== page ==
Weight loss surgery
Whether or not to have weight loss surgery should not be taken lightly – it is a big decision to make, leading to a major operation and a big change in lifestyle.
The two most widely used types of weight loss surgery are:
- gastric band, where a band is used to reduce the size of the stomach so a smaller amount of food is required to make you feel full, and
- gastric bypass, where your digestive system is re-routed past most of your stomach so you digest less food and it takes much less food to make you feel full
Several other surgical techniques may be recommended in certain circumstances.
For some people, surgery may result in higher weight loss results when compared with non-surgical interventions. In addition surgery is likely to reduce problems associated to being overweight. These findings remain the same regardless of the type of procedures used.
Surgery for morbid obesity is considered an intervention of last resort for patients who have attempted first-line forms of medical management, such as diets, increased physical activity, behavioural modification, and drugs.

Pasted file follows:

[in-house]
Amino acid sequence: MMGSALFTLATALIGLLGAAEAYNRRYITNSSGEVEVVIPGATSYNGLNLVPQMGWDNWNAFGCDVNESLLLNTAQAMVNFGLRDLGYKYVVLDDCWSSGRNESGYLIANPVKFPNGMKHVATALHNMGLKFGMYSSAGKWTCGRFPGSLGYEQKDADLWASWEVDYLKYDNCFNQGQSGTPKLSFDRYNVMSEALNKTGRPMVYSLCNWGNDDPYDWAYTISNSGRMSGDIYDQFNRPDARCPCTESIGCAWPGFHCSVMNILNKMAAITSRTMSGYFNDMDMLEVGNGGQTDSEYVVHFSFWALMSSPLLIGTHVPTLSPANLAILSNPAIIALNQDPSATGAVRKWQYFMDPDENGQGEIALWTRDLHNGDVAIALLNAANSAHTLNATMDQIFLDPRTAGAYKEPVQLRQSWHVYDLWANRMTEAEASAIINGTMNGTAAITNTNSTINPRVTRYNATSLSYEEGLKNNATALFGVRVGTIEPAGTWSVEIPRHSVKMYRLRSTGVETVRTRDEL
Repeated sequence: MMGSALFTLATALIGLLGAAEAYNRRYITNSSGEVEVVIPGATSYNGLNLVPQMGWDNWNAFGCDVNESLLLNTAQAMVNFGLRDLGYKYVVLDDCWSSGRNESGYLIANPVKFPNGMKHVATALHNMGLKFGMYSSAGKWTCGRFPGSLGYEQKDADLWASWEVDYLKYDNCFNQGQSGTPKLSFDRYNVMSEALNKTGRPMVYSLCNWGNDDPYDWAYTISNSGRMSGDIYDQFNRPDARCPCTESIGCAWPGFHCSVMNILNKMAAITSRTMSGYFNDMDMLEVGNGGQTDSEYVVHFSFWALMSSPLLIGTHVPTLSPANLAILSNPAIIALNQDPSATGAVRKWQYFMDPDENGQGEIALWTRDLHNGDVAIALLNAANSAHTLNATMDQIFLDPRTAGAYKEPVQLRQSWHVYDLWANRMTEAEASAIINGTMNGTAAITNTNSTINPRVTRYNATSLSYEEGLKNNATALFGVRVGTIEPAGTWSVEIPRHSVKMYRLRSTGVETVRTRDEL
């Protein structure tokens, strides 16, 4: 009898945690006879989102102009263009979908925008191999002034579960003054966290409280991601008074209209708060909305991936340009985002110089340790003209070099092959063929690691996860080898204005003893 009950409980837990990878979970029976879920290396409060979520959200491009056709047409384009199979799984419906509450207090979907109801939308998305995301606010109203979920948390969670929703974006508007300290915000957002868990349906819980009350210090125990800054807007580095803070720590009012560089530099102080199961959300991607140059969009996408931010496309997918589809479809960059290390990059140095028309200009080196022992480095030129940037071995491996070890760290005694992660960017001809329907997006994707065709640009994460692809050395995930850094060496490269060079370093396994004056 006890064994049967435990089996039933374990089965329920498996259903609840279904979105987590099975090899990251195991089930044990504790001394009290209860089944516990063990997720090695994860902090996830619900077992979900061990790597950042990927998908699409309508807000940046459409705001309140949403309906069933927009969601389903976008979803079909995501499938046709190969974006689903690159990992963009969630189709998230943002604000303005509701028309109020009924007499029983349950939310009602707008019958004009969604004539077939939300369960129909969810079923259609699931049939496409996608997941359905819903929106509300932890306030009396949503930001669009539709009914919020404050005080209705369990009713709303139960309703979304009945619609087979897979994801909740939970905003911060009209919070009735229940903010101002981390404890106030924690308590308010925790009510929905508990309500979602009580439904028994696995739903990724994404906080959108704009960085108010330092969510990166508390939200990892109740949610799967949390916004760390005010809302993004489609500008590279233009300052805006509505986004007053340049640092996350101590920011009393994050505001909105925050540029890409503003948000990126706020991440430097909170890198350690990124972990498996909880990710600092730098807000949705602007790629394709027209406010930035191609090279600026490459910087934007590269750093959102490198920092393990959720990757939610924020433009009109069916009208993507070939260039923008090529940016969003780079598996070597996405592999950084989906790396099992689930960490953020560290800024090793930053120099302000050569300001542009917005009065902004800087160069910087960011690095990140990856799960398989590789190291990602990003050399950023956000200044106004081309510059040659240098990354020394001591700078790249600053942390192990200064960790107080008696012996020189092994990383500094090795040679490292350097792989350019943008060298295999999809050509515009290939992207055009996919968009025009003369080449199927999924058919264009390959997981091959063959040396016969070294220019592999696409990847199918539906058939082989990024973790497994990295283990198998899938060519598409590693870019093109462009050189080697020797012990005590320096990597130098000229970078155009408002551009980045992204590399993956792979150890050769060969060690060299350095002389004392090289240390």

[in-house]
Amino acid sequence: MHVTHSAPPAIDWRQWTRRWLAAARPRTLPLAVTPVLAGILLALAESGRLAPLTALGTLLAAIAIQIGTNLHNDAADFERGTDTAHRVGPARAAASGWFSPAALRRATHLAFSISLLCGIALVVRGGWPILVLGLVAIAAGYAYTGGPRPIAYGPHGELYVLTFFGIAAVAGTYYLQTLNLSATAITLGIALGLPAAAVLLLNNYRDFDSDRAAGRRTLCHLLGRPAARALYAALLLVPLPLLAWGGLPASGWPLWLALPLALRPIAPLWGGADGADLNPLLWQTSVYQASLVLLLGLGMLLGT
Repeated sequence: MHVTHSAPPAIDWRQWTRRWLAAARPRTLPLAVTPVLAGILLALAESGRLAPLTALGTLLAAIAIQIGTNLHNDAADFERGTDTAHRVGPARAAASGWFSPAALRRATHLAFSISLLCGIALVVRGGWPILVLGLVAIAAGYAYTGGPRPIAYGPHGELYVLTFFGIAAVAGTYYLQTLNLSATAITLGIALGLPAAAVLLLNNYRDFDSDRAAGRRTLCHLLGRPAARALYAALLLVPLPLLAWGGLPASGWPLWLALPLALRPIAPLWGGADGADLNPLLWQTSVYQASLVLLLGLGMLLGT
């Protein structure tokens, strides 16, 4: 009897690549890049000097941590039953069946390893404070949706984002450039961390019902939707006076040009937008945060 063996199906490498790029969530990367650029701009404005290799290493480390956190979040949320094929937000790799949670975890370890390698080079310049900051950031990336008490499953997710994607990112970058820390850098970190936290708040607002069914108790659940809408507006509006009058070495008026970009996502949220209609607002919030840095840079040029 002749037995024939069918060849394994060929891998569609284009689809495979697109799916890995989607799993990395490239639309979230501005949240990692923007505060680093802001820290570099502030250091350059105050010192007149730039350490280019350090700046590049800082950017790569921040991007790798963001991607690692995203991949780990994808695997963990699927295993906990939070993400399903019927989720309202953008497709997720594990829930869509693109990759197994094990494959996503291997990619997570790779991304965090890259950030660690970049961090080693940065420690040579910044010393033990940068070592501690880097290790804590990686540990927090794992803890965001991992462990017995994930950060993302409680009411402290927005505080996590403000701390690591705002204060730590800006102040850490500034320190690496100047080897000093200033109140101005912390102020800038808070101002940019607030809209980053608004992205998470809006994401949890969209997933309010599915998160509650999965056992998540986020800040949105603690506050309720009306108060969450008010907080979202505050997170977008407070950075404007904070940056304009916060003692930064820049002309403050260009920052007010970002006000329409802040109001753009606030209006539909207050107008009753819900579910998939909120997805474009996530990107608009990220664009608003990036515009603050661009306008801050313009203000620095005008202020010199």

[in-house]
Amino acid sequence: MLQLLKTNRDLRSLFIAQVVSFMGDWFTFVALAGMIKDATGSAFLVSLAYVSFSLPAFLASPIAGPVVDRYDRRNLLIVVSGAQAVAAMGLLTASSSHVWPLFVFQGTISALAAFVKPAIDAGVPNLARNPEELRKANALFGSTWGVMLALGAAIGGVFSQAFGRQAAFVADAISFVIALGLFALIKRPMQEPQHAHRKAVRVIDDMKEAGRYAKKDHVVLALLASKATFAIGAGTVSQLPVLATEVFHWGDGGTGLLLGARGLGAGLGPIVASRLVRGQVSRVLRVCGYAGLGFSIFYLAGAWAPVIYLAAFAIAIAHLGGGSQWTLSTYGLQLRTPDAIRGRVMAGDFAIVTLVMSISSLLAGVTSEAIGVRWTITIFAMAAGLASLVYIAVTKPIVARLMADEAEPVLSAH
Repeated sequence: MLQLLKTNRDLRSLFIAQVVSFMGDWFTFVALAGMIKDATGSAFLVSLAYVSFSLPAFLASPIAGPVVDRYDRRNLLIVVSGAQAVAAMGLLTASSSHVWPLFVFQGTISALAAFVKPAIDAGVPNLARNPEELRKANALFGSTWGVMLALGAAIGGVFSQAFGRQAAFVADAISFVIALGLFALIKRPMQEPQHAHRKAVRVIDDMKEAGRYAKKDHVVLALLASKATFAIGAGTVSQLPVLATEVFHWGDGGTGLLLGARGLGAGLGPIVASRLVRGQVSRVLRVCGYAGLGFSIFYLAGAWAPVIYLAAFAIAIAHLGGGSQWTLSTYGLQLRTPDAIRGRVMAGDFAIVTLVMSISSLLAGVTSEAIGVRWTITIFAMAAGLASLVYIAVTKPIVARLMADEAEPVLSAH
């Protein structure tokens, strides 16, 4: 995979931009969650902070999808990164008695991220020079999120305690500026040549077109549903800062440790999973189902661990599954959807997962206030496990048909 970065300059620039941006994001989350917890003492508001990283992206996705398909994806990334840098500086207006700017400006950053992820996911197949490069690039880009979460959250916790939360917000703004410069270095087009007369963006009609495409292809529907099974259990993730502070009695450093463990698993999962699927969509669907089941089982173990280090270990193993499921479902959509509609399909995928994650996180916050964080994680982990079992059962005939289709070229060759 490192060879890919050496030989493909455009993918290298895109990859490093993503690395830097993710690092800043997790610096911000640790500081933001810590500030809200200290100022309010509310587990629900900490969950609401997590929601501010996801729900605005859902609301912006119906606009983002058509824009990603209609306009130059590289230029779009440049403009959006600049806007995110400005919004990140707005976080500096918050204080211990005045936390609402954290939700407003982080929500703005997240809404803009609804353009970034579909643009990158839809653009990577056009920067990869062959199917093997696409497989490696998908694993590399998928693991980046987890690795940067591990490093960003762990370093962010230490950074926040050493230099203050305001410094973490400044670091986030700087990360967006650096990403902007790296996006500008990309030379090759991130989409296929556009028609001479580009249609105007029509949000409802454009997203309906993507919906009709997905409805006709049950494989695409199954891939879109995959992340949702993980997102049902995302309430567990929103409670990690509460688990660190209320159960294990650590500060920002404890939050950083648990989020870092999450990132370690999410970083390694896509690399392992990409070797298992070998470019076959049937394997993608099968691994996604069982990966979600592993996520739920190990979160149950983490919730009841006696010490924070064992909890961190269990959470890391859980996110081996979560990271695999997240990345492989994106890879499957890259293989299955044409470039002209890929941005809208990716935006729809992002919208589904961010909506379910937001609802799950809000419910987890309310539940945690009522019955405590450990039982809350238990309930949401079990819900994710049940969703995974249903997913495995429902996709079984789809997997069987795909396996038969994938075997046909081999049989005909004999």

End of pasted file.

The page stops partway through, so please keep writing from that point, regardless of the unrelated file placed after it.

There are pros and cons with all types of surgery. The decision as to which whether to have surgery and which type of surgery needs to occur after a decision with a specialist weight loss surgeon.
According to the NICE Guidelines 2014, in order to have weight loss surgery with the NHS you will need to:
- have a BMI of over 40 or more, or between 35 and 40 with another significant disease that could be improved if weight is lost,
- have tried all other appropriate non-surgical measures but weight loss has not been achieved or maintained,
- be fit for anaesthesia and surgery.
- commit to long term follow up.
There are options to have weight loss surgery privately, either if you don’t qualify for NHS funding or would prefer to pay for the surgery yourself.
Always discuss first with your GP who can point you in the right direction.
Sources used in writing this article are available on request
Information contained in this Articles page has been written by talkhealth based on available medical evidence. Our evidence based articles are accredited by the PIF TICK, the only UK quality mark for trustworthy health information. The content however should never be considered a substitute for medical advice. You should always seek medical advice before changing your treatment routine. talkhealth does not endorse any specific products, brands or treatments.
Information written by the talkhealth team
Last revised: 6 May 2015
Next review: 6 May 2018